Yale University, where I teach, has entrusted its endowment portfolio to one man, David Swensen, for over 20 years. During this period, the portfolio has grown from just over $1 billion to $18 billion – an average return of more than 16% a year, which appears to be the highest of any major university. And it shows no signs of diminishing: in the latest fiscal year ending in June, the return was 22.9%.
Presidents of Yale have come and gone, but Swensen stays on. He has done more for the university than any president, or anyone else. In a university, ideas count more than money, but $18 billion dollars can create an environment for many new ideas. With 11,500 students, that is more than $1.5 million per student (not including the university’s buildings and art collection, each worth many billions of dollars more).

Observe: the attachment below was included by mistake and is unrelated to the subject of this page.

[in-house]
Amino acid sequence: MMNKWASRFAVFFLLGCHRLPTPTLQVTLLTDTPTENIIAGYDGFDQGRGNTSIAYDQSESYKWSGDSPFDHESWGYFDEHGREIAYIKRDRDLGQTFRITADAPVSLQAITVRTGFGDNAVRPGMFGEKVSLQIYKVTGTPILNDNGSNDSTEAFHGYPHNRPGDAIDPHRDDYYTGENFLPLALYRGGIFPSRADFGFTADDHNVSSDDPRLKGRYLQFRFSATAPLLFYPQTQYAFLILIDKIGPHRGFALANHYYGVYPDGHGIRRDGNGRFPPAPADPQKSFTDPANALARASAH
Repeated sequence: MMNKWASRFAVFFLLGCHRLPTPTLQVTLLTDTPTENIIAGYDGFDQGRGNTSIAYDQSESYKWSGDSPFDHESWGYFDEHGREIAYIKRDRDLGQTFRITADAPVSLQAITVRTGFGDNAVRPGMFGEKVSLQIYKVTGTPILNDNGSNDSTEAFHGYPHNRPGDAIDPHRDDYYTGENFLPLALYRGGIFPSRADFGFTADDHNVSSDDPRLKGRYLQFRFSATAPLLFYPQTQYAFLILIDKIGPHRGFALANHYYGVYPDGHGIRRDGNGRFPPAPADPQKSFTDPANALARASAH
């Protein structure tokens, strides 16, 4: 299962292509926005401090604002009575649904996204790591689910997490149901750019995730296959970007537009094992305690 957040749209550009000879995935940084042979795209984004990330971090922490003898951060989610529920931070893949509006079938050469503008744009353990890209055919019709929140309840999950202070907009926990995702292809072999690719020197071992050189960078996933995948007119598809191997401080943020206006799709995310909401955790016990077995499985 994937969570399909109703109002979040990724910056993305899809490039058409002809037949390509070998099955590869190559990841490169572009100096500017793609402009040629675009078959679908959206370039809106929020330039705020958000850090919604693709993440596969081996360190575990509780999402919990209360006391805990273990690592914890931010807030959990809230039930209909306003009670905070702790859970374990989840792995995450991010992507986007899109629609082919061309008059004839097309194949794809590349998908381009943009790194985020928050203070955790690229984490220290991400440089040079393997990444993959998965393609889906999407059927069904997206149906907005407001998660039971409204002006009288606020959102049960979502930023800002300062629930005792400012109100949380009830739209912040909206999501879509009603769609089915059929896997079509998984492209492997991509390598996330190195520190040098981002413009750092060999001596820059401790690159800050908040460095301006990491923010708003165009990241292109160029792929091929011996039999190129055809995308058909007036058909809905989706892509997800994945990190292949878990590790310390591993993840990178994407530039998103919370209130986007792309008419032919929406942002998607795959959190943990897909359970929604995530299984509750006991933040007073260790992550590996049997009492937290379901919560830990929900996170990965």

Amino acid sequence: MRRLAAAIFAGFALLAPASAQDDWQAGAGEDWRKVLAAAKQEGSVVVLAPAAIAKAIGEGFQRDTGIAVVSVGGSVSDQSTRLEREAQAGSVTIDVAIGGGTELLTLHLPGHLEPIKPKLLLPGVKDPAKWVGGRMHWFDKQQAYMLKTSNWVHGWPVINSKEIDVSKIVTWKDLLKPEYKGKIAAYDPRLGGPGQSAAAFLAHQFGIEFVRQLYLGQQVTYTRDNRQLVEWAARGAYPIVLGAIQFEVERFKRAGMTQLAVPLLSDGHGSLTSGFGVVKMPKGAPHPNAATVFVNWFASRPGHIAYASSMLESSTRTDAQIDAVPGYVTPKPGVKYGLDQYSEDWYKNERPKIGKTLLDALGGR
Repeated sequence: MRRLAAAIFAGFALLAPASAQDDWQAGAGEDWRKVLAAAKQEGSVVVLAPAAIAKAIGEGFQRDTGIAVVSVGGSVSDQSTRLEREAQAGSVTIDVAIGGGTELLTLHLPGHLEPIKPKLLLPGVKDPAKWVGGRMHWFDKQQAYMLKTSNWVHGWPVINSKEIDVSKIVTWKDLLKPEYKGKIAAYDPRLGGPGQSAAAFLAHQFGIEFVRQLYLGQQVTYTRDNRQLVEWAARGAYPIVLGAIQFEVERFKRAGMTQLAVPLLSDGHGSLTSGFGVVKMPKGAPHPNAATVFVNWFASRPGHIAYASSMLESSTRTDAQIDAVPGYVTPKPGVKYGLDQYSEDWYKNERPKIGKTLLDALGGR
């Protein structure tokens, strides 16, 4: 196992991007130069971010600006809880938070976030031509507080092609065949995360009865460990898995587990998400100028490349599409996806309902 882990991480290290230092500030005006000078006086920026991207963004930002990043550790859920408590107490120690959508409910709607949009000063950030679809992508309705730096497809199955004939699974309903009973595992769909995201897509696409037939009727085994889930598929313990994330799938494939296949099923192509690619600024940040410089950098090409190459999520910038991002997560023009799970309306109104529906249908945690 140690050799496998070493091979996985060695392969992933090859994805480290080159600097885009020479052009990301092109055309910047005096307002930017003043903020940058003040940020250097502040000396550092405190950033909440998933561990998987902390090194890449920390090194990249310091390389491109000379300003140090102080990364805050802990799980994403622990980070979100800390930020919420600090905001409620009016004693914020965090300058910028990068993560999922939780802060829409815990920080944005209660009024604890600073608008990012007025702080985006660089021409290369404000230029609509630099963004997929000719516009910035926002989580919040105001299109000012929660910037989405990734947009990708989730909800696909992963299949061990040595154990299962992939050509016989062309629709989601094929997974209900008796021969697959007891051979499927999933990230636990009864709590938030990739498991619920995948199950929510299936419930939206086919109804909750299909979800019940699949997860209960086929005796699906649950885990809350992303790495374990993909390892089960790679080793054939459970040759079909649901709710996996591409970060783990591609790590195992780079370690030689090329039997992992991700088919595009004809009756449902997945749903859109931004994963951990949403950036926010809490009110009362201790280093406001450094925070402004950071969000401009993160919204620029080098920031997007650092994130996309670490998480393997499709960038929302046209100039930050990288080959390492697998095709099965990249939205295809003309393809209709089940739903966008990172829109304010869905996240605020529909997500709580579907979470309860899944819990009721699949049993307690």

How did this happen? How did Swensen make so much money? Everyone is wondering – not least those of us at Yale.
After all, many people here have been teaching the “efficient markets hypothesis” that financial markets around the world have become so competitive that it is impossible to make more than a normal return from investing. Anyone who beats the market must simply be lucky.